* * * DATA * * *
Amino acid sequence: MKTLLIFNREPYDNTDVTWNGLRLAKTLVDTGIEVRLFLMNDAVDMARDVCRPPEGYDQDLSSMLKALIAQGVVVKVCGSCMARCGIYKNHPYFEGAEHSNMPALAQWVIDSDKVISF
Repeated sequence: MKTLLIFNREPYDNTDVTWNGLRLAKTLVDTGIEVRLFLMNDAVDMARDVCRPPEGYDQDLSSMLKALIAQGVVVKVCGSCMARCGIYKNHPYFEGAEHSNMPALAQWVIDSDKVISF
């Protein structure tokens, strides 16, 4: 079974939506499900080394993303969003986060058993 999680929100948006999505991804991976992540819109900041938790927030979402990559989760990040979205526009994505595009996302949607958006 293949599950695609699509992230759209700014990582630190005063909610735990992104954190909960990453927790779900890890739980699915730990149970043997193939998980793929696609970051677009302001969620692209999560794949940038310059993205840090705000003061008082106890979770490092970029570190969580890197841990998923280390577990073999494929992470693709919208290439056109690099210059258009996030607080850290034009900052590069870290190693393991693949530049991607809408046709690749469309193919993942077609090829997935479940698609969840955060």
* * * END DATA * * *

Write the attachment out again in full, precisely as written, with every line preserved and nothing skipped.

Amino acid sequence: MKTLLIFNREPYDNTDVTWNGLRLAKTLVDTGIEVRLFLMNDAVDMARDVCRPPEGYDQDLSSMLKALIAQGVVVKVCGSCMARCGIYKNHPYFEGAEHSNMPALAQWVIDSDKVISF
Repeated sequence: MKTLLIFNREPYDNTDVTWNGLRLAKTLVDTGIEVRLFLMNDAVDMARDVCRPPEGYDQDLSSMLKALIAQGVVVKVCGSCMARCGIYKNHPYFEGAEHSNMPALAQWVIDSDKVISF
């Protein structure tokens, strides 16, 4: 079974939506499900080394993303969003986060058993 999680929100948006999505991804991976992540819109900041938790927030979402990559989760990040979205526009994505595009996302949607958006 293949599950695609699509992230759209700014990582630190005063909610735990992104954190909960990453927790779900890890739980699915730990149970043997193939998980793929696609970051677009302001969620692209999560794949940038310059993205840090705000003061008082106890979770490092970029570190969580890197841990998923280390577990073999494929992470693709919208290439056109690099210059258009996030607080850290034009900052590069870290190693393991693949530049991607809408046709690749469309193919993942077609090829997935479940698609969840955060």